Here is a confusing parable for prospective IMF staffers: Chapter 1. A wealthy entrepreneur in a large, resource-rich country sees an expensive toy and sets his heart on it. With close ties to the regime and a seat in the dusty lower chamber of the assembly, he swings a loan from the public coffers. A little later he becomes minister for such-and-such, but his toy turns out to be high maintenance. As it threatens to eat into his personal fortune, the big man harrumphs and leans on the state agency that lent him the money in the first place to buy it off him. Moral: Patronage and corruption: the state as an open goal for plundering elites. Punish and constrain. Chapter 2. The agency, which now has a controlling interest in the toy, sells it on for roughly twice as much as the big man owes. Moral: Success! In the murk of public ownership, a dazzling shaft of light, originating from within! Rewards for enterprising dissidents! The big man is history.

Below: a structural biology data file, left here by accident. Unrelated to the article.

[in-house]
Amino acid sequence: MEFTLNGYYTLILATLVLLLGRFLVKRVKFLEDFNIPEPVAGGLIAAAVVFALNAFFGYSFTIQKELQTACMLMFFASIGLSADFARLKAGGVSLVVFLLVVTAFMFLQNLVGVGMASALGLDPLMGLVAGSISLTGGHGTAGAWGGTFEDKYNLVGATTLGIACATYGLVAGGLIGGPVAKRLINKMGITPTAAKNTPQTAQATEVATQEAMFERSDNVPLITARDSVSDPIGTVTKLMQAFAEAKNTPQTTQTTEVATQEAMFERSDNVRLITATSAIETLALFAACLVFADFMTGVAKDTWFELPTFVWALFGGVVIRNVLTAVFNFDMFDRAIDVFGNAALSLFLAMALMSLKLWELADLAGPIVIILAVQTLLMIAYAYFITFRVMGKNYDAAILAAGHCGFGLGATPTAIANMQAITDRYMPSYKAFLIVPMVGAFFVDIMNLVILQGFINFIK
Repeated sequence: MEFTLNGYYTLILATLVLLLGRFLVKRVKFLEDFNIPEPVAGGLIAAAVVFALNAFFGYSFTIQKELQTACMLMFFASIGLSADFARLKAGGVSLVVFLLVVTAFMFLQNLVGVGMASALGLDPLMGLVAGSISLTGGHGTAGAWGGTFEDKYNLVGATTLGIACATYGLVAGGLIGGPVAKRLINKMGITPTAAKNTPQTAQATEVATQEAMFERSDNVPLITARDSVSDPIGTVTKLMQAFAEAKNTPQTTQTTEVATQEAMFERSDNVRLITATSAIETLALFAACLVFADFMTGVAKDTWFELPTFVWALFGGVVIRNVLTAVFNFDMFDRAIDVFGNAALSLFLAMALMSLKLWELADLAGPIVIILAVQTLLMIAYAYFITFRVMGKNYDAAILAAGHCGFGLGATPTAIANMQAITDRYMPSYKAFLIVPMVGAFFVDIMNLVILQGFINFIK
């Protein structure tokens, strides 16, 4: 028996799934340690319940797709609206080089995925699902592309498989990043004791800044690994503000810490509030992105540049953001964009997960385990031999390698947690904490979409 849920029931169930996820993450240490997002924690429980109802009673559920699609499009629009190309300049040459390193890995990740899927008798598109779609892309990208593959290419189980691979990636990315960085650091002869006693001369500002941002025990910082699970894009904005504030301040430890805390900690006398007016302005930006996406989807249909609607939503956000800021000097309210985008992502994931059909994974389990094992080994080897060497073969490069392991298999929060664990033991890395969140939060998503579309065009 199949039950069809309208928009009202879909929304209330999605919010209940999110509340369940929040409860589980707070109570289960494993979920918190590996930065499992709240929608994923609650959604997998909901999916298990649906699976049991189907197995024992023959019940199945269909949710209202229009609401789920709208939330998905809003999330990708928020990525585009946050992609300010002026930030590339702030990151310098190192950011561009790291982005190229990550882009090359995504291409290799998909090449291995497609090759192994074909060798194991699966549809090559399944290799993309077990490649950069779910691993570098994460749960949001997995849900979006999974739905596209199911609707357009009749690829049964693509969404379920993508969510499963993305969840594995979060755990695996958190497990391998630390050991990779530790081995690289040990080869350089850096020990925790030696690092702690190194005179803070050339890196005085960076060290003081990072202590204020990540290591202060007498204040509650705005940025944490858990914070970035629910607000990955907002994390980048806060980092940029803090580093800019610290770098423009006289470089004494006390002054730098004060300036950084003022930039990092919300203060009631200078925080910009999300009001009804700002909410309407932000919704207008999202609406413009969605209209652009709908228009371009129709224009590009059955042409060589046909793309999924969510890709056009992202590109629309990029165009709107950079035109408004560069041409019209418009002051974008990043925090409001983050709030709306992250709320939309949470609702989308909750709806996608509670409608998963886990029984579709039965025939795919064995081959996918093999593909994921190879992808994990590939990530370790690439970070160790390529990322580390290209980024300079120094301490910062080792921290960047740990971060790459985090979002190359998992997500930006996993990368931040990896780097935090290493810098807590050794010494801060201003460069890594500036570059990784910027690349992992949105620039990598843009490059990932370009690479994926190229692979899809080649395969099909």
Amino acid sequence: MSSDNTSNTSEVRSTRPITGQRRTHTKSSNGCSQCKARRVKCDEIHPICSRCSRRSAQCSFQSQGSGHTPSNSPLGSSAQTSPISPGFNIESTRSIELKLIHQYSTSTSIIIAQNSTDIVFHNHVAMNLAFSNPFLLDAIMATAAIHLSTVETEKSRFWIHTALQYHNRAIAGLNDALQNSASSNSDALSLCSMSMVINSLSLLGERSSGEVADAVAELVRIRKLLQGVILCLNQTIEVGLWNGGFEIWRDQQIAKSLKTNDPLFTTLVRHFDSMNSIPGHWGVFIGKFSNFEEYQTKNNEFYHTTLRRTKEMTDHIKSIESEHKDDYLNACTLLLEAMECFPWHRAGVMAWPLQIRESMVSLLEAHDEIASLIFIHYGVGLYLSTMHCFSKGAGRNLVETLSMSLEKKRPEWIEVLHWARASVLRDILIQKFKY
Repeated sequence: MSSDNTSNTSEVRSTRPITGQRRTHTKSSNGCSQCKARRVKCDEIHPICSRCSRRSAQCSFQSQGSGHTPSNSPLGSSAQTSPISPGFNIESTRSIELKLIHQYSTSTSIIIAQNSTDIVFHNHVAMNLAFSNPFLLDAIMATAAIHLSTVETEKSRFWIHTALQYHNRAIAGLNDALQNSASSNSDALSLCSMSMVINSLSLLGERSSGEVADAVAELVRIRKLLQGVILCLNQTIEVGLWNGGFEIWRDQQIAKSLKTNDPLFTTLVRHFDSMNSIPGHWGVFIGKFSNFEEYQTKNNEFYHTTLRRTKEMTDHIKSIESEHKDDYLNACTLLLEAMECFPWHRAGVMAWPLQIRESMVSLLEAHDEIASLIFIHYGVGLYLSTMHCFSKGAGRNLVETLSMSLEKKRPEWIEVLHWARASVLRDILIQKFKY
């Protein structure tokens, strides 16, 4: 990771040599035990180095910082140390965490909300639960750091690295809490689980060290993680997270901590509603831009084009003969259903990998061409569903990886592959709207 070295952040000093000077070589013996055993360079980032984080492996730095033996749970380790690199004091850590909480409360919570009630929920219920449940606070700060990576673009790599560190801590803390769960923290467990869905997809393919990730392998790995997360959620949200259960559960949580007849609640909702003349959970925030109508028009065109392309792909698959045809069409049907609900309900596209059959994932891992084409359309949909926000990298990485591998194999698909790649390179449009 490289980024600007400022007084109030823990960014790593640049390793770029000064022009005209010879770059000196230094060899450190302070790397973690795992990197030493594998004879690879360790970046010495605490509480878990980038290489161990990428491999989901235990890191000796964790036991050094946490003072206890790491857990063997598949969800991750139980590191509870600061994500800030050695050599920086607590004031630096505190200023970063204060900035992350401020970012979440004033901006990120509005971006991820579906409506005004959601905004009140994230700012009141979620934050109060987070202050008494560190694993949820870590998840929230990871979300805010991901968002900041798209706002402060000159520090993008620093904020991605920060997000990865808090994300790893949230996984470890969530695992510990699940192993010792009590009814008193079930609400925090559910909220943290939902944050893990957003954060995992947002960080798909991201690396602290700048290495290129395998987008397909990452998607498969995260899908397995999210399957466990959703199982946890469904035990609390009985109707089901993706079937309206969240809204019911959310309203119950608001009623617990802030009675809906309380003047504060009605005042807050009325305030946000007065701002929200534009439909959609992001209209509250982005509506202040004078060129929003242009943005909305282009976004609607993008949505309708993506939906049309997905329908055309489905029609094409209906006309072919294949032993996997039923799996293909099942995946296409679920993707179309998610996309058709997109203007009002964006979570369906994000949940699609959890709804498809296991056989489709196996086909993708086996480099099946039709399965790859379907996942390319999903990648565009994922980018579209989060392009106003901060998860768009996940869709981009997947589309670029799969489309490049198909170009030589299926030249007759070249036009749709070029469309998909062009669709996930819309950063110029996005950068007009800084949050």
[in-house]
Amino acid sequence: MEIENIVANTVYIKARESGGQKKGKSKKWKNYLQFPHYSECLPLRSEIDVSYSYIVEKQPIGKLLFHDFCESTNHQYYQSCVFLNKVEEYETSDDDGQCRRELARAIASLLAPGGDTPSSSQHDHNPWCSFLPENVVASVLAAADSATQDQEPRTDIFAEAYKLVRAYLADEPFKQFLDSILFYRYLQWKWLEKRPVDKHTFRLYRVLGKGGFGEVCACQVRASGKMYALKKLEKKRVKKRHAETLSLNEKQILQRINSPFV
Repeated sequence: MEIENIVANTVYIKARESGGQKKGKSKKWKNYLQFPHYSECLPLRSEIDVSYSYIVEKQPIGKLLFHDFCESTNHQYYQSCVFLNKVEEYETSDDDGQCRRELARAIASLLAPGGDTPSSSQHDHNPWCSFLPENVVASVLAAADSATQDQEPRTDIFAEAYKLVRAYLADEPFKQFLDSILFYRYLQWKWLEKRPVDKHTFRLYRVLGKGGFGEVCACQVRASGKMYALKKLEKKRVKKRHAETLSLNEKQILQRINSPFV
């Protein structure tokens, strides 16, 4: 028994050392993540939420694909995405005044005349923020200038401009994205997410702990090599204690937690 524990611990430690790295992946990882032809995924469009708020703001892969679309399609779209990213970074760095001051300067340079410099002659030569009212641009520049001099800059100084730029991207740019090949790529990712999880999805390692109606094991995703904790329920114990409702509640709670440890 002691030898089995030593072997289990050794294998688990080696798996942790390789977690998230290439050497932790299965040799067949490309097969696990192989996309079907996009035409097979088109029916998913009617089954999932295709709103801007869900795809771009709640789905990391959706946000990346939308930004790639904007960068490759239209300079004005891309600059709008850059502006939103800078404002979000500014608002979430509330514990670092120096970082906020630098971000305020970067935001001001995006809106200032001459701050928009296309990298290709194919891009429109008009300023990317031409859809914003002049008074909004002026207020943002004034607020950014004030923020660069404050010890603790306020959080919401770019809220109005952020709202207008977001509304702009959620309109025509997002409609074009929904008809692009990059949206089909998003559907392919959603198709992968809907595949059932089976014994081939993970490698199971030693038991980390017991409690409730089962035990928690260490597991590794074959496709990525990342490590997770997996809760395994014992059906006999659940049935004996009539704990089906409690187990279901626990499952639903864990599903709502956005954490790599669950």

Sunday. My landlady accosts me: have you heard what’s happened in America? ‘Histoire de fesses!’ She is agitated. Whose business is it that Dominique Strauss-Kahn, managing director of the IMF and hot tip for the Elysée in 2012, has lunged at an employee of Sofitel in midtown Manhattan? What do they think they’re doing arresting him? Who was she, after all? A chambermaid! So, it’s an engraving in an 18th-century romance for gentlemen. Or if you read the New York Post, a ‘perv bust’, following ‘alleged sodomy of hotel maid’. Not such bad news for the right in France, despite the national disgrace.